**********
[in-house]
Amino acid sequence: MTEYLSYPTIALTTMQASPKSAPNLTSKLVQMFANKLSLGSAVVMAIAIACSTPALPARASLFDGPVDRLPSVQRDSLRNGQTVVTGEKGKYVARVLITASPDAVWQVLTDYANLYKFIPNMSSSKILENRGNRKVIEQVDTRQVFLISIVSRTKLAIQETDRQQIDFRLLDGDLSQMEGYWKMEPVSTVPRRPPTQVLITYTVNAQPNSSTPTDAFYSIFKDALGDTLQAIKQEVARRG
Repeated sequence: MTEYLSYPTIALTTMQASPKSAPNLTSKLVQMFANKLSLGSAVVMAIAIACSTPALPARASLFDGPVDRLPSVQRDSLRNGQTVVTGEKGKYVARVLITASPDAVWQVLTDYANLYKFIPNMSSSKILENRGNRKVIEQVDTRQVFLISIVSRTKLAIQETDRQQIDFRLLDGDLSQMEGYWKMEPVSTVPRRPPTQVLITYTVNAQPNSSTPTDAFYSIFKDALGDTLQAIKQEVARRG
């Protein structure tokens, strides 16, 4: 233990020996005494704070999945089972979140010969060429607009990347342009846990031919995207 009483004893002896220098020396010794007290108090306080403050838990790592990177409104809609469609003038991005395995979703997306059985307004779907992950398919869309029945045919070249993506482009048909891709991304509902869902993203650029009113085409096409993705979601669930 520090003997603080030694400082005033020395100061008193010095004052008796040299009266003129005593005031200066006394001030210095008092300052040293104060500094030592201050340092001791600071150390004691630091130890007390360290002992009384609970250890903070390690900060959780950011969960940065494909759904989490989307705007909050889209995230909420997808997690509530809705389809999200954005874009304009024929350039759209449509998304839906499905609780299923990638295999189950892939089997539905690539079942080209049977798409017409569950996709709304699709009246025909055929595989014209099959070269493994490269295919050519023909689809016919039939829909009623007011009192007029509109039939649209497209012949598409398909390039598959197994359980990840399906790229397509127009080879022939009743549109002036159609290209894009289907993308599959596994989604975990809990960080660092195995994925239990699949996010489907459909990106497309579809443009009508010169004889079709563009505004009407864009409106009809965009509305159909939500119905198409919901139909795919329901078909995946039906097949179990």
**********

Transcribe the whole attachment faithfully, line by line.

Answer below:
[in-house]
Amino acid sequence: MTEYLSYPTIALTTMQASPKSAPNLTSKLVQMFANKLSLGSAVVMAIAIACSTPALPARASLFDGPVDRLPSVQRDSLRNGQTVVTGEKGKYVARVLITASPDAVWQVLTDYANLYKFIPNMSSSKILENRGNRKVIEQVDTRQVFLISIVSRTKLAIQETDRQQIDFRLLDGDLSQMEGYWKMEPVSTVPRRPPTQVLITYTVNAQPNSSTPTDAFYSIFKDALGDTLQAIKQEVARRG
Repeated sequence: MTEYLSYPTIALTTMQASPKSAPNLTSKLVQMFANKLSLGSAVVMAIAIACSTPALPARASLFDGPVDRLPSVQRDSLRNGQTVVTGEKGKYVARVLITASPDAVWQVLTDYANLYKFIPNMSSSKILENRGNRKVIEQVDTRQVFLISIVSRTKLAIQETDRQQIDFRLLDGDLSQMEGYWKMEPVSTVPRRPPTQVLITYTVNAQPNSSTPTDAFYSIFKDALGDTLQAIKQEVARRG
């Protein structure tokens, strides 16, 4: 233990020996005494704070999945089972979140010969060429607009990347342009846990031919995207 009483004893002896220098020396010794007290108090306080403050838990790592990177409104809609469609003038991005395995979703997306059985307004779907992950398919869309029945045919070249993506482009048909891709991304509902869902993203650029009113085409096409993705979601669930 520090003997603080030694400082005033020395100061008193010095004052008796040299009266003129005593005031200066006394001030210095008092300052040293104060500094030592201050340092001791600071150390004691630091130890007390360290002992009384609970250890903070390690900060959780950011969960940065494909759904989490989307705007909050889209995230909420997808997690509530809705389809999200954005874009304009024929350039759209449509998304839906499905609780299923990638295999189950892939089997539905690539079942080209049977798409017409569950996709709304699709009246025909055929595989014209099959070269493994490269295919050519023909689809016919039939829909009623007011009192007029509109039939649209497209012949598409398909390039598959197994359980990840399906790229397509127009080879022939009743549109002036159609290209894009289907993308599959596994989604975990809990960080660092195995994925239990699949996010489907459909990106497309579809443009009508010169004889079709563009505004009407864009409106009809965009509305159909939500119905198409919901139909795919329901078909995946039906097949179990």